This is not where we stayed, but here I am in the lobby of the Hotel des Mille Collines--Hotel of 1,000 Hills, but better known as the Hotel Rwanda. This is where the hotel manager, Paul Rusesabagina, saved scores of people from the genocide in 1994. It's right in the center of downtown and looked like a comfortable place to stay.
This cinema was around the corner from the much less fancy hotel where we did stay. And guess what it was showing? "Eclipse," the third movie in the Twilight series! Andy and I hadn't been to a movie yet in our seven months in Africa, and since we happened to see both of the first movies last year ("Twilight" on a bus in Peru and "New Moon" at half-price movie night in El Salvador) and it only cost $2 for a ticket, we decided to go. We turned out to be the only ones there, and the movie was played off a computer and was almost certainly pirated, given the frequent warnings that scrolled across the bottom about piracy. Pretty hilarious. As was the movie, but it was a fun night out.
Since we never seem to remember to take street-scene pictures anymore, I snapped this one down the street from the movie theater. You can see how there's no trash in the streets, and the motorcycle-taxi drivers and their passengers all wear helmets. Amazing!! Another fun tidbit--apparently, plastic bags are illegal in Rwanda. You get offered paper ones at the grocery store, etc. The rest of the world could learn a bit from Rwanda in this department...
The one thing you can't miss if you visit Kigali is the Genocide Memorial museum. It's a really well-set-up, and as you can imagine, incredibly sad commemoration of the horrific Rwandan genocide that took place in 1994. I don't have photos from it, but some features are a history of ethnic conflict as fomented by the Beligan colonisers, clothes and shoes of victims, video testimonials from survivors, pictures and profiles of murdered children (favorite foods, favorite toy, manner in which they were slaughtered)...unbelievably awful, but really necessary viewing. There are other memorials set up around the country, and the sheer number of people who were killed is staggering.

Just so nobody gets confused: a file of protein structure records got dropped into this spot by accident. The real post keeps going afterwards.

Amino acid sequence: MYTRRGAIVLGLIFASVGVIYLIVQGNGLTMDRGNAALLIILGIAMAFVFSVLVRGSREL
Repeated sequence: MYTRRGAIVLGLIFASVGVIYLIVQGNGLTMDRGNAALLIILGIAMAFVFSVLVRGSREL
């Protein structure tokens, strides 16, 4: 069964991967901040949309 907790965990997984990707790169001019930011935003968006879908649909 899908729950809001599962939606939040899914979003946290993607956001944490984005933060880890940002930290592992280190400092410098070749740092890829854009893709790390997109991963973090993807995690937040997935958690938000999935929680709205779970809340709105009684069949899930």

Kigali, and Rwanda in general, look so shiny on the surface these days, that it's really hard to imagine the streets filled with corpses and murder-crazed, machete-wielding gangs going door-to-door with death lists. But it happened, only 16 years ago, and if you visit a memorial or even just talk to a Rwandan, there is no avoiding how it affected every single person in the country. The people who are our age now were teenagers then, and it's incredible to think about how they all lived through members of their family either being killed...or being killers.

But Rwanda today is a different place, and is totally worth visiting. Our next destination was Butare, home of the National Museum and University.

A quirk that we've found not just in Rwanda, but all over East Africa, is that every hotel room, no matter how cheap, gives you a pair of flip flops. Ostensibly, these are to wear into the bathroom so you won't slip, since most of the time the shower isn't separated from the rest of the bathroom and just sprays all over the floor. I think it's kind of icky to wear these communal flip flops and usually don't...I mean, I doubt they're getting disinfected between users. Anyway, in Butare we got a particularly colorful pair.

Here's a view of some terraced farming on the outskirts of Butare. Because of the hilliness, most farming in Rwanda looks like this.
Here's the National Museum. It has mostly ethnographic displays. It was a little dry for my taste, but very comprehensive if you'd like to learn about traditional life in Rwanda.